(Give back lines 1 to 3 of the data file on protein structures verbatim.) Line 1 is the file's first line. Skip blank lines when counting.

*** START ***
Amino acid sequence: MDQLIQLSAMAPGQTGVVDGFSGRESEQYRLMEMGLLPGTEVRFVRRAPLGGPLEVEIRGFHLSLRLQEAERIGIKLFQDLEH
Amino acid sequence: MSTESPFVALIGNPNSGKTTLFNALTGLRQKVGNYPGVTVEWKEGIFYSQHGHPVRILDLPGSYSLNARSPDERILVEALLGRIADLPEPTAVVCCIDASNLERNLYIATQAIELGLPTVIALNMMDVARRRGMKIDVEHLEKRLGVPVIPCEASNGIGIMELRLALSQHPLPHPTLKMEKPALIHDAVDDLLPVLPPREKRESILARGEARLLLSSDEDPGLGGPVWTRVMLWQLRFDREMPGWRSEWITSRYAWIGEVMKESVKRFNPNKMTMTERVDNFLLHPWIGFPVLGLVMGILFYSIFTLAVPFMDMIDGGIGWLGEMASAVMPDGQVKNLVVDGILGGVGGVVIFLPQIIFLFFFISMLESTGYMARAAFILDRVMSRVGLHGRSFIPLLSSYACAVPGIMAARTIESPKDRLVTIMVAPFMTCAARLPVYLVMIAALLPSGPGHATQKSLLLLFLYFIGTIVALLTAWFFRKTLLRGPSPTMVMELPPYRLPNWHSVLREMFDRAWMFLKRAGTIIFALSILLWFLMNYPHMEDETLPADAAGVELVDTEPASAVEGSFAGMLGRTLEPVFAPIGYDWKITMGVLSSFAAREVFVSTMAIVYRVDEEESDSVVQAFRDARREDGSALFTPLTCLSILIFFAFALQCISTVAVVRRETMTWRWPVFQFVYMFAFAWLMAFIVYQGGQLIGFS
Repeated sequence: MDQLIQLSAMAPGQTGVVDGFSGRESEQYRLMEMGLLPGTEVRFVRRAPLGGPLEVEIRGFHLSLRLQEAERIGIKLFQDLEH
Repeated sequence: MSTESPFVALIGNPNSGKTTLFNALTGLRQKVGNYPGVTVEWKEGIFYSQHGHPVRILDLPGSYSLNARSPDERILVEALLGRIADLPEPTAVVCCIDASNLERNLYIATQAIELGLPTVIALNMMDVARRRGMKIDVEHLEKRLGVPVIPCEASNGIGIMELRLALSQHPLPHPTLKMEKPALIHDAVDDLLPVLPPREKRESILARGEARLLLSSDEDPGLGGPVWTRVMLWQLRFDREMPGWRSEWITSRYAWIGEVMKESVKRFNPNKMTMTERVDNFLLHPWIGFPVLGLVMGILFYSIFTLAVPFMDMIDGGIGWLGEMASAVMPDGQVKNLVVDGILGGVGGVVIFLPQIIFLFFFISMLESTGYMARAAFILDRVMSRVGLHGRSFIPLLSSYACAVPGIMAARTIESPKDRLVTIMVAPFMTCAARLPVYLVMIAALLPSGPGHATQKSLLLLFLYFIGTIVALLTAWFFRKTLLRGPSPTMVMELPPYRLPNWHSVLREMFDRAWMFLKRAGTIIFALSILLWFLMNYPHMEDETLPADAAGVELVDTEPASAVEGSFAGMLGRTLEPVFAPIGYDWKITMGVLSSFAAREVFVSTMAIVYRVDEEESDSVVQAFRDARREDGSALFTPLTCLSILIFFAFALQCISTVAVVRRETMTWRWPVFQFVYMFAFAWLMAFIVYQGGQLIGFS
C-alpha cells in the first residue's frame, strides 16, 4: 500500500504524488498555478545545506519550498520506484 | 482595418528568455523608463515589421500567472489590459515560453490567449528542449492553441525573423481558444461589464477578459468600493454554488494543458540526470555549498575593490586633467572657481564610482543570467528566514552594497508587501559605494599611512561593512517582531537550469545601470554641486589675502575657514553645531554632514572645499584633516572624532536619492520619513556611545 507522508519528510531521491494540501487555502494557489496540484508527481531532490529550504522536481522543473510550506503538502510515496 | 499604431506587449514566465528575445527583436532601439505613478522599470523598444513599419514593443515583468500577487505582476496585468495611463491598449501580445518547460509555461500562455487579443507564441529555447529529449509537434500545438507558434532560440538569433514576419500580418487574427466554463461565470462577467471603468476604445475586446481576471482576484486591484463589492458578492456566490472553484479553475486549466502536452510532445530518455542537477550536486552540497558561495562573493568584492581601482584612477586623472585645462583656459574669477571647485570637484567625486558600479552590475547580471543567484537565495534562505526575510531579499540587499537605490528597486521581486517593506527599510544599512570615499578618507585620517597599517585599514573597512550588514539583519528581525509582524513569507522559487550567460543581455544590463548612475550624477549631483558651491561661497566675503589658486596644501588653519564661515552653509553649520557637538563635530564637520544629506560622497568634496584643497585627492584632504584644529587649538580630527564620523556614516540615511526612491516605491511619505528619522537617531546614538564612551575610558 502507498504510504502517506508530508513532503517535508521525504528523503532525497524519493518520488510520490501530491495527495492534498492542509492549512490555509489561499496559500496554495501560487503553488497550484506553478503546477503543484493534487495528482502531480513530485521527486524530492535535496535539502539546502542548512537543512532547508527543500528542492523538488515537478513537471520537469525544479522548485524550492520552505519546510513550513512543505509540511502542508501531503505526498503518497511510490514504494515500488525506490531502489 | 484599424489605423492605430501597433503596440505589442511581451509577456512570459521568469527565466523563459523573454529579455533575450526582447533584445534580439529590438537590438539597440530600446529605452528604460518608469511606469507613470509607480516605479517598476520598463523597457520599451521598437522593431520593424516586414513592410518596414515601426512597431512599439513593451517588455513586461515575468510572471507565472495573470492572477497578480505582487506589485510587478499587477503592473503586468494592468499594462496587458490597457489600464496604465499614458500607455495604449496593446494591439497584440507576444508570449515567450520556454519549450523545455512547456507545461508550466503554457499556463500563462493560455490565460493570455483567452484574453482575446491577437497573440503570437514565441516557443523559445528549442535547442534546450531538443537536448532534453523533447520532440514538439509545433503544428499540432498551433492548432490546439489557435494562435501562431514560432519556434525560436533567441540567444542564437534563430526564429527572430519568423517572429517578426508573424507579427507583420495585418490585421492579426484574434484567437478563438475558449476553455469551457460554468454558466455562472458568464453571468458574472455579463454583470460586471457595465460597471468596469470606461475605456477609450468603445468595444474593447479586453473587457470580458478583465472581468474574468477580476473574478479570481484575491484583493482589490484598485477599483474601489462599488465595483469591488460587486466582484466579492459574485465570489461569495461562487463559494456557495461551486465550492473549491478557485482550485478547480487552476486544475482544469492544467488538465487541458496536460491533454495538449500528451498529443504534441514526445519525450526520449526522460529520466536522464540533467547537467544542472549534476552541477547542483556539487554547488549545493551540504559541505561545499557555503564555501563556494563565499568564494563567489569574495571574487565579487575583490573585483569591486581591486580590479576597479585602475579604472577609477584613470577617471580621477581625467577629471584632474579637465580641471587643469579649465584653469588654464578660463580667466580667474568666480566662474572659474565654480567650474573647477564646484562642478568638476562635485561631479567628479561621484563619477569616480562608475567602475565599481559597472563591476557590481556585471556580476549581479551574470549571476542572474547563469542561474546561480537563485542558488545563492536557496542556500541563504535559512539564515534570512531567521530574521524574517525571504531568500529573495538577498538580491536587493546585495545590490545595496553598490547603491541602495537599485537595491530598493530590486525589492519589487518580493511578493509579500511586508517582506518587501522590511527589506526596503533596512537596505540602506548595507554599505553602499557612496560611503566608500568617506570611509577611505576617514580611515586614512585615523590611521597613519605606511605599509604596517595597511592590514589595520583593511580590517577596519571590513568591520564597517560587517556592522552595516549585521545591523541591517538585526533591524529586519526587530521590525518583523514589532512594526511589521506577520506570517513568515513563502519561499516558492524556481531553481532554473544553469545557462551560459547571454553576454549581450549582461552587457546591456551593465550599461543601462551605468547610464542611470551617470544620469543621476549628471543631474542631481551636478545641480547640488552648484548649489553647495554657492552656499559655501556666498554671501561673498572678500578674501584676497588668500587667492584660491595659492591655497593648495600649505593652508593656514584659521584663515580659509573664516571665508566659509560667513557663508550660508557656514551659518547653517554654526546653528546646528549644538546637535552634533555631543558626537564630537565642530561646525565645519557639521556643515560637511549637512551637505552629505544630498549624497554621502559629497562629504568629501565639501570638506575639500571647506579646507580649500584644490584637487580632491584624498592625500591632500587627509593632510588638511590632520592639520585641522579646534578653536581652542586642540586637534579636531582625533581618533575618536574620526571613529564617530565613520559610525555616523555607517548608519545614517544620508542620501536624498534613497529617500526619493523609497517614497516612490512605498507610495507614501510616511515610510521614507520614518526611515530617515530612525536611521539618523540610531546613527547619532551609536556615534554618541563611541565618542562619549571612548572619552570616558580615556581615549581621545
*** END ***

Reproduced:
Amino acid sequence: MDQLIQLSAMAPGQTGVVDGFSGRESEQYRLMEMGLLPGTEVRFVRRAPLGGPLEVEIRGFHLSLRLQEAERIGIKLFQDLEH
Amino acid sequence: MSTESPFVALIGNPNSGKTTLFNALTGLRQKVGNYPGVTVEWKEGIFYSQHGHPVRILDLPGSYSLNARSPDERILVEALLGRIADLPEPTAVVCCIDASNLERNLYIATQAIELGLPTVIALNMMDVARRRGMKIDVEHLEKRLGVPVIPCEASNGIGIMELRLALSQHPLPHPTLKMEKPALIHDAVDDLLPVLPPREKRESILARGEARLLLSSDEDPGLGGPVWTRVMLWQLRFDREMPGWRSEWITSRYAWIGEVMKESVKRFNPNKMTMTERVDNFLLHPWIGFPVLGLVMGILFYSIFTLAVPFMDMIDGGIGWLGEMASAVMPDGQVKNLVVDGILGGVGGVVIFLPQIIFLFFFISMLESTGYMARAAFILDRVMSRVGLHGRSFIPLLSSYACAVPGIMAARTIESPKDRLVTIMVAPFMTCAARLPVYLVMIAALLPSGPGHATQKSLLLLFLYFIGTIVALLTAWFFRKTLLRGPSPTMVMELPPYRLPNWHSVLREMFDRAWMFLKRAGTIIFALSILLWFLMNYPHMEDETLPADAAGVELVDTEPASAVEGSFAGMLGRTLEPVFAPIGYDWKITMGVLSSFAAREVFVSTMAIVYRVDEEESDSVVQAFRDARREDGSALFTPLTCLSILIFFAFALQCISTVAVVRRETMTWRWPVFQFVYMFAFAWLMAFIVYQGGQLIGFS
Repeated sequence: MDQLIQLSAMAPGQTGVVDGFSGRESEQYRLMEMGLLPGTEVRFVRRAPLGGPLEVEIRGFHLSLRLQEAERIGIKLFQDLEH